“I think the consensus has been shifting toward the value of doing this regardless of party,” Watters said.
So, why the shift?
One reason could be the growing number of studies that have demonstrated a number of significant benefits of early childhood education in general and full-day kindergarten specifically. Watters said full-day kindergarten has been proven to have far-reaching effects that might improve not just the outcomes for individual children, but the local economy as a whole.
“You’re more likely to complete high school, you’re less likely to get pregnant, you’re more likely to go on to college,” Watters said of students who attend full-day kindergarten.
MaryLou Beaver with Every Child Matters said long-term data show increased reading and math skills among full-day kindergarten students that extend well into third grade.
There’s also a benefit for working parents, who won’t have to balance work and child care if their kids are in school for the whole day.
Lindsay Hanson at the Save the Children Action Network is pleased by Sununu’s proposal and calls it a “wonderful first step.”
She thinks Sununu’s support is a good sign that more Republicans are getting on board.
The most recent polling in the state, in fall of 2016, showed 70 percent of registered voters think full-day kindergarten should be a high budget priority, according to Hanson.
“As that’s been more of an issue locally, it’s been bubbling up to the state level more and more,” Hanson said.
Watters said more members of the business community have begun to express their support, though the Business and Industry Association is neutral on the issue.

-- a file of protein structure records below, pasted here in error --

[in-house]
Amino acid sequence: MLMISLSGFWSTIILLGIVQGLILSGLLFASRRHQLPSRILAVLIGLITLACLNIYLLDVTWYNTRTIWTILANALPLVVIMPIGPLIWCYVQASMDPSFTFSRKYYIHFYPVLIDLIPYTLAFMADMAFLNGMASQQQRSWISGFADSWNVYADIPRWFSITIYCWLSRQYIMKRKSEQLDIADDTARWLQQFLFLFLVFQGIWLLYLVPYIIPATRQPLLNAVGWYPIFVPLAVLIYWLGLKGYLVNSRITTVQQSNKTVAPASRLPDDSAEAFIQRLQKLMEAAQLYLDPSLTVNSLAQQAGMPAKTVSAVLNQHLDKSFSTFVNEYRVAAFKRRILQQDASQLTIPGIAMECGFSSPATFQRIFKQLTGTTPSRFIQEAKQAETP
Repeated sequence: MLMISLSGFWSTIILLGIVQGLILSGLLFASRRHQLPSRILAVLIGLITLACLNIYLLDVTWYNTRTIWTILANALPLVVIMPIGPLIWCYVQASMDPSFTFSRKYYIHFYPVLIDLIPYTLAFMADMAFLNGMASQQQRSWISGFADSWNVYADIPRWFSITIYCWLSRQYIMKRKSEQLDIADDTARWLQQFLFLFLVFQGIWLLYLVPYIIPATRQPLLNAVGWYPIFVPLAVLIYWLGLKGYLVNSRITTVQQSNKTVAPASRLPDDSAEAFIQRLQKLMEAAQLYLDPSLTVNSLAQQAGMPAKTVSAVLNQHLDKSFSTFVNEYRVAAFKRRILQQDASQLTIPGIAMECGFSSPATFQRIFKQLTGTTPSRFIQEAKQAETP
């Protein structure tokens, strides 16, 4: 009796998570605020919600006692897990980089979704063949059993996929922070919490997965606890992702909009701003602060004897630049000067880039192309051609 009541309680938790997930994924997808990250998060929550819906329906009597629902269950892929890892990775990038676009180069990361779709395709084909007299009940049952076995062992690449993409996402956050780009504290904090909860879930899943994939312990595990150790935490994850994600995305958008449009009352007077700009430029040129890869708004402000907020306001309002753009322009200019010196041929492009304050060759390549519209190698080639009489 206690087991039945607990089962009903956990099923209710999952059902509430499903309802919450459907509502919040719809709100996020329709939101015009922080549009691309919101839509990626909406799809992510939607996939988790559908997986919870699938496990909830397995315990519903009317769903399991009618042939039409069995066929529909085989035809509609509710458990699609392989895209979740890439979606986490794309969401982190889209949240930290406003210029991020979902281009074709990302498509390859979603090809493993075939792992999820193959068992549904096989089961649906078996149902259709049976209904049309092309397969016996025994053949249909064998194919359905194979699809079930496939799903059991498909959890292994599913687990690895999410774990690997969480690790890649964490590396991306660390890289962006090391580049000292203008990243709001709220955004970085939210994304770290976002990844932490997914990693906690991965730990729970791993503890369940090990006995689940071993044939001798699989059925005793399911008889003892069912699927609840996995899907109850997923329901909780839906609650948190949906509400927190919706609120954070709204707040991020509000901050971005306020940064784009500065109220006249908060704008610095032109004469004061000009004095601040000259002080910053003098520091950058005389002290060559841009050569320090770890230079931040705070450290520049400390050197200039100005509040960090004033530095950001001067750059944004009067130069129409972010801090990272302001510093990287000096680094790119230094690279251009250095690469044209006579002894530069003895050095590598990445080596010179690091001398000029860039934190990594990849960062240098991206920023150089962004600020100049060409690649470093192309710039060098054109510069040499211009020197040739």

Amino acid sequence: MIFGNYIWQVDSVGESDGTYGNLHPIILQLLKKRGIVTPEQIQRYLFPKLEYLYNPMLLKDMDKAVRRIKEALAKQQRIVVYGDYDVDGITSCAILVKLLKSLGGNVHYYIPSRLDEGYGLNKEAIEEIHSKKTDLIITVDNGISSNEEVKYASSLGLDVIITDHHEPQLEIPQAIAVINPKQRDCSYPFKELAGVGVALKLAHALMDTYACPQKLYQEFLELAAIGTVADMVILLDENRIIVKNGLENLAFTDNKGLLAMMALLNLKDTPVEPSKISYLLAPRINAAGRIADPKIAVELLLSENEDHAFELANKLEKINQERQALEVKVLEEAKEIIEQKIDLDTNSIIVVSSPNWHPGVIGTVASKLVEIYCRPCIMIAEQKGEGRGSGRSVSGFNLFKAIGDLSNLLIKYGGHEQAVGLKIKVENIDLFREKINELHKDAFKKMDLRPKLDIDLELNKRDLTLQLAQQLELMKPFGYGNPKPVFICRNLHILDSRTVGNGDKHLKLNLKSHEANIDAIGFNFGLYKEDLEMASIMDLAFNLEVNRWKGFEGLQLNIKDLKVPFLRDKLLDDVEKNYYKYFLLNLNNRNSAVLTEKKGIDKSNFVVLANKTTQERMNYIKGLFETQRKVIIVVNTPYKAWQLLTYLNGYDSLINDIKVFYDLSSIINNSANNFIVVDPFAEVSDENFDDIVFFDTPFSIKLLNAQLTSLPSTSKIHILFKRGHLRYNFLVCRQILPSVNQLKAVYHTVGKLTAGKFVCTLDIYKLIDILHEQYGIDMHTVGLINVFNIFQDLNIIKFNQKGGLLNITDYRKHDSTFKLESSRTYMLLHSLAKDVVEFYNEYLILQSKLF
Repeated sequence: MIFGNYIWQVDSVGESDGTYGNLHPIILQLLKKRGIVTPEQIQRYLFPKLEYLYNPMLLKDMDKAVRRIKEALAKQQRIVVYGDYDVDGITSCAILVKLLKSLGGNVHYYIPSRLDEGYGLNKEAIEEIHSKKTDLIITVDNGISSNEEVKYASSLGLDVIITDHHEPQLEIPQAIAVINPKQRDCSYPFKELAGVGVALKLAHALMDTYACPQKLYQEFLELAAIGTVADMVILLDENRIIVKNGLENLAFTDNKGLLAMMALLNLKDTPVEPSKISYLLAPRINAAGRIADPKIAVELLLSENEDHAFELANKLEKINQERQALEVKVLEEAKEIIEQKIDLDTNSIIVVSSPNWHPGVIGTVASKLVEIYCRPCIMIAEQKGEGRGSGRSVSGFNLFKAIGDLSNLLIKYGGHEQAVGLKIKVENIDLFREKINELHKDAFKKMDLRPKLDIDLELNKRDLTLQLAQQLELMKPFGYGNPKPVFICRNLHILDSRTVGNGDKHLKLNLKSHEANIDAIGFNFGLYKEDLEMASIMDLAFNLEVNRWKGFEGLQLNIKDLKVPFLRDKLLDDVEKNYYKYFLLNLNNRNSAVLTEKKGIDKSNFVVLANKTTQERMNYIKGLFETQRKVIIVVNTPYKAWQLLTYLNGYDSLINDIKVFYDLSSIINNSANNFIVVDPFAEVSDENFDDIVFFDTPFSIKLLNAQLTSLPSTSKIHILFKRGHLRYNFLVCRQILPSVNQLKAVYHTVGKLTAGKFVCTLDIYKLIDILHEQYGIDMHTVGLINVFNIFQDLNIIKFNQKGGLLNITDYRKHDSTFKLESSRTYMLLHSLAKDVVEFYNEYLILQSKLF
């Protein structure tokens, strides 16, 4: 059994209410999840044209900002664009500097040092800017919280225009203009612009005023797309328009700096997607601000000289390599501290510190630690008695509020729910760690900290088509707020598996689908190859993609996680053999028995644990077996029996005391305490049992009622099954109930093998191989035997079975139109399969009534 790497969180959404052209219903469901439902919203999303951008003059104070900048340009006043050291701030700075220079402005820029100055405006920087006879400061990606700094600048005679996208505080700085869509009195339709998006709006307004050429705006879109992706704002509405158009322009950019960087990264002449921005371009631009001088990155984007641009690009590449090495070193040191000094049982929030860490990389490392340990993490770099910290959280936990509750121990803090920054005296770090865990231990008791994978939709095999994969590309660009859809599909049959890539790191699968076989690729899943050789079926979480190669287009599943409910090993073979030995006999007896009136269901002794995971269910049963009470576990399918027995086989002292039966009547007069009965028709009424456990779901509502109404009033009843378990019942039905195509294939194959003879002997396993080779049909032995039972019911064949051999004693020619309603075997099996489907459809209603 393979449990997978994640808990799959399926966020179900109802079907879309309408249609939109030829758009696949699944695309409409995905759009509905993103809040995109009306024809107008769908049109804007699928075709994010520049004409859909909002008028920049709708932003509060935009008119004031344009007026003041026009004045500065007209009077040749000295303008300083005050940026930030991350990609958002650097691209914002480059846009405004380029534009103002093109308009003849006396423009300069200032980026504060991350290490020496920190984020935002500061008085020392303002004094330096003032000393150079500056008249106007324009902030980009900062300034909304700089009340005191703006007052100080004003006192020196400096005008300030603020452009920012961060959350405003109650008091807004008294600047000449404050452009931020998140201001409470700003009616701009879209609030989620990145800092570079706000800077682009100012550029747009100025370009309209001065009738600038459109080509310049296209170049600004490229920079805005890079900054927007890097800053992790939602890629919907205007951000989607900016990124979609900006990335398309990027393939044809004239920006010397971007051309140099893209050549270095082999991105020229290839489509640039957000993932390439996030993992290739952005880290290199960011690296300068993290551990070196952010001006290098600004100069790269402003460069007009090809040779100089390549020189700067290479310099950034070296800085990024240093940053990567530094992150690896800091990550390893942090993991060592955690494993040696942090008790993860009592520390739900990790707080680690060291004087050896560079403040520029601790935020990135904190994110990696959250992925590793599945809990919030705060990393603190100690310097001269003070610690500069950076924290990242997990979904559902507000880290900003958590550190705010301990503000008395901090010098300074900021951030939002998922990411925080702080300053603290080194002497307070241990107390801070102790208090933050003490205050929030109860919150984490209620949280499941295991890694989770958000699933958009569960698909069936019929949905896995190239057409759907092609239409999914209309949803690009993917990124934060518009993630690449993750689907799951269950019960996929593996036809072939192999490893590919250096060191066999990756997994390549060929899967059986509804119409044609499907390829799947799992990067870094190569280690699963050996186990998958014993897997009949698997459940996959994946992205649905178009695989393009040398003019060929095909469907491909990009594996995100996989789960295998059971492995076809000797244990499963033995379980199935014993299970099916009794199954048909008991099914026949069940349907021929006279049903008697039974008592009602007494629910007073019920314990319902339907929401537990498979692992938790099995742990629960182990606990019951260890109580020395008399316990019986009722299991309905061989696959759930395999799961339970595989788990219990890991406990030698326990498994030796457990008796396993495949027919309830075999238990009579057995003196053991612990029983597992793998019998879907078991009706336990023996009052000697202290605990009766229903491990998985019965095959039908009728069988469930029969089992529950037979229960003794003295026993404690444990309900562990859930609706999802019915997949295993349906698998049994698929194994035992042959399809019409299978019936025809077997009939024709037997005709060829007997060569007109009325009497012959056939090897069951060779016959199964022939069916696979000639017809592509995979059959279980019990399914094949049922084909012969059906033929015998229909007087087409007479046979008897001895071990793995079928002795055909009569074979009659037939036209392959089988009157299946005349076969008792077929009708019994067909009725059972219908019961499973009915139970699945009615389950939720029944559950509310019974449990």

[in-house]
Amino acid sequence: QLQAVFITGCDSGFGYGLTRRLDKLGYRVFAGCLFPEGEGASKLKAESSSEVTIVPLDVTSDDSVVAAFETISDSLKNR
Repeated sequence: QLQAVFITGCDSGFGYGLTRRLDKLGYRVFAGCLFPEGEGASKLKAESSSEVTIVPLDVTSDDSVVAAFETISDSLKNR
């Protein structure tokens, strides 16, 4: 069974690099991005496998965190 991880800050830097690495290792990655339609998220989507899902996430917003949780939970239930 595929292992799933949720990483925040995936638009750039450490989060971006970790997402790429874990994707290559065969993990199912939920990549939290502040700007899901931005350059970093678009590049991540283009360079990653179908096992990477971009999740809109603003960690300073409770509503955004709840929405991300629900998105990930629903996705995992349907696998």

Christine D’Allesandro, the state director of MomsRising, said her members overwhelmingly support full-day kindergarten funding.
“If there’s one point that comes across in this it’s that funding for full-day kindergarten is a bipartisan issue. The support that we have seen is broad, it’s on both sides of the aisle. If anything, it might have a slight generational difference,” D’Allesandro said.
Anecdotally, she’s seen more young people supporting it than older folks, though she admits her 6,000 members skew younger.
“And I think it’s not any accident that we have a younger governor who has got young children himself,” D’Allesandro said.
Still, she points to notable exceptions, such as Republican Manchester Mayor Ted Gatsas, who supports full-day kindergarten funding. If Sununu’s plan passes, the city could stand to gain close to $2 million in additional funding, according to the Union Leader. But Watters said there are still too many unknowns when it comes to Sununu’s funding formula to arrive at an exact number.
And if the House committee vote is any indication, there is still a philosophical divide between the parties on this. Watters acknowledges this and says the Senate may have to persuade the House to get behind the effort.
Watters said more members of the business community have begun to express their support. While the Business and Industry Association is neutral on the issue, Watters said the New Hampshire Coalition for Business and Education supports full-day kindergarten, as do the leaders of Delta Dental, Hypertherm and Kocher & Company.